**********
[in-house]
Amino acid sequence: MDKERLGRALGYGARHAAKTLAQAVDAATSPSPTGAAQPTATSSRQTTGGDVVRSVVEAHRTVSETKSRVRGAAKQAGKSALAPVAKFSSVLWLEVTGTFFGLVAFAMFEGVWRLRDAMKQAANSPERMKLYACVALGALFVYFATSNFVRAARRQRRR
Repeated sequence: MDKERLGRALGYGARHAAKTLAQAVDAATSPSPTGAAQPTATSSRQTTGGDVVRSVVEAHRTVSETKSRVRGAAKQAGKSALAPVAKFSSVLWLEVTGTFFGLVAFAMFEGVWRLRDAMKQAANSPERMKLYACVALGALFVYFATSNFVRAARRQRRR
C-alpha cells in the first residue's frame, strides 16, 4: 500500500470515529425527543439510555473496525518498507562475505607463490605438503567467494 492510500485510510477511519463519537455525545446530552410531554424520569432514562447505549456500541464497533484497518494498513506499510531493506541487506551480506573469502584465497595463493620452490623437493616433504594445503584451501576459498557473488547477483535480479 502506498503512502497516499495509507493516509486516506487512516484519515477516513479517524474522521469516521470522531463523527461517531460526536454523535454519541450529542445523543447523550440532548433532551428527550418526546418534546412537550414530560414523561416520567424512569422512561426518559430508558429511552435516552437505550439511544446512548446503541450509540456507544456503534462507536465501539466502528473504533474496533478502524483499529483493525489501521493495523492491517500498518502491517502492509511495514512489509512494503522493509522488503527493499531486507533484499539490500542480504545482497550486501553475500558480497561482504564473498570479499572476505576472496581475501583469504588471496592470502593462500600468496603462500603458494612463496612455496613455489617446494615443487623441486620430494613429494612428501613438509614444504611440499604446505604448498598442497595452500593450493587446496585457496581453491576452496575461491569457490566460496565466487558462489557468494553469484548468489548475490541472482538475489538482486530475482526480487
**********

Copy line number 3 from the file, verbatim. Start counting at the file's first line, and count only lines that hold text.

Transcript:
Repeated sequence: MDKERLGRALGYGARHAAKTLAQAVDAATSPSPTGAAQPTATSSRQTTGGDVVRSVVEAHRTVSETKSRVRGAAKQAGKSALAPVAKFSSVLWLEVTGTFFGLVAFAMFEGVWRLRDAMKQAANSPERMKLYACVALGALFVYFATSNFVRAARRQRRR